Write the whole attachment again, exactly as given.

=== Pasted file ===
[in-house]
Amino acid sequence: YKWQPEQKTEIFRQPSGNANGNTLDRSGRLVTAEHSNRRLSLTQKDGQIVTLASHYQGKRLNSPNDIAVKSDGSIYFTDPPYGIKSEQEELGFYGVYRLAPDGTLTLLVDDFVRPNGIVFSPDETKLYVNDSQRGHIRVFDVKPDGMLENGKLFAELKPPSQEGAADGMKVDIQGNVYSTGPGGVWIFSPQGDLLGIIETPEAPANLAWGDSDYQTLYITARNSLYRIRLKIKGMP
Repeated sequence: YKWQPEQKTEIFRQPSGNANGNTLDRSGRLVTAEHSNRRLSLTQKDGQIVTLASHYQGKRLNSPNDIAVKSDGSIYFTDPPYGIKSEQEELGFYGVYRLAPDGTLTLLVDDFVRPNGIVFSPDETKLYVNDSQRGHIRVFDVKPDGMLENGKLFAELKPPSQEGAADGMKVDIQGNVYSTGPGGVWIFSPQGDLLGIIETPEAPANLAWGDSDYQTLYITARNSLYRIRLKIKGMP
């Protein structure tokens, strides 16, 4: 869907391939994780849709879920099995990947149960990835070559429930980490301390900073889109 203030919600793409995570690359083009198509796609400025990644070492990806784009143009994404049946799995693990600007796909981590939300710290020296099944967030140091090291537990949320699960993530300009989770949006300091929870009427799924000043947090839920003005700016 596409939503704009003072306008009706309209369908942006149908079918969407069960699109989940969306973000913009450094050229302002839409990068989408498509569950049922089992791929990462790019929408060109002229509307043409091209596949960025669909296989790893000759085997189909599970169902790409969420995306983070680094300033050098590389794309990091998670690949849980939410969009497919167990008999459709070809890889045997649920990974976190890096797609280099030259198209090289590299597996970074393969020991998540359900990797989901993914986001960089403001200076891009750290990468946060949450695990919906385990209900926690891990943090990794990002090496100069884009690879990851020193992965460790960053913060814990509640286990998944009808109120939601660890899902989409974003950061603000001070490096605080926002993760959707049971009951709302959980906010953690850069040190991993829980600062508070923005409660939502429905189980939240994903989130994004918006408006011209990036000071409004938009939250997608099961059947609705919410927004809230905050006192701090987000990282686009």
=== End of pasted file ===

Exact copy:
[in-house]
Amino acid sequence: YKWQPEQKTEIFRQPSGNANGNTLDRSGRLVTAEHSNRRLSLTQKDGQIVTLASHYQGKRLNSPNDIAVKSDGSIYFTDPPYGIKSEQEELGFYGVYRLAPDGTLTLLVDDFVRPNGIVFSPDETKLYVNDSQRGHIRVFDVKPDGMLENGKLFAELKPPSQEGAADGMKVDIQGNVYSTGPGGVWIFSPQGDLLGIIETPEAPANLAWGDSDYQTLYITARNSLYRIRLKIKGMP
Repeated sequence: YKWQPEQKTEIFRQPSGNANGNTLDRSGRLVTAEHSNRRLSLTQKDGQIVTLASHYQGKRLNSPNDIAVKSDGSIYFTDPPYGIKSEQEELGFYGVYRLAPDGTLTLLVDDFVRPNGIVFSPDETKLYVNDSQRGHIRVFDVKPDGMLENGKLFAELKPPSQEGAADGMKVDIQGNVYSTGPGGVWIFSPQGDLLGIIETPEAPANLAWGDSDYQTLYITARNSLYRIRLKIKGMP
């Protein structure tokens, strides 16, 4: 869907391939994780849709879920099995990947149960990835070559429930980490301390900073889109 203030919600793409995570690359083009198509796609400025990644070492990806784009143009994404049946799995693990600007796909981590939300710290020296099944967030140091090291537990949320699960993530300009989770949006300091929870009427799924000043947090839920003005700016 596409939503704009003072306008009706309209369908942006149908079918969407069960699109989940969306973000913009450094050229302002839409990068989408498509569950049922089992791929990462790019929408060109002229509307043409091209596949960025669909296989790893000759085997189909599970169902790409969420995306983070680094300033050098590389794309990091998670690949849980939410969009497919167990008999459709070809890889045997649920990974976190890096797609280099030259198209090289590299597996970074393969020991998540359900990797989901993914986001960089403001200076891009750290990468946060949450695990919906385990209900926690891990943090990794990002090496100069884009690879990851020193992965460790960053913060814990509640286990998944009808109120939601660890899902989409974003950061603000001070490096605080926002993760959707049971009951709302959980906010953690850069040190991993829980600062508070923005409660939502429905189980939240994903989130994004918006408006011209990036000071409004938009939250997608099961059947609705919410927004809230905050006192701090987000990282686009």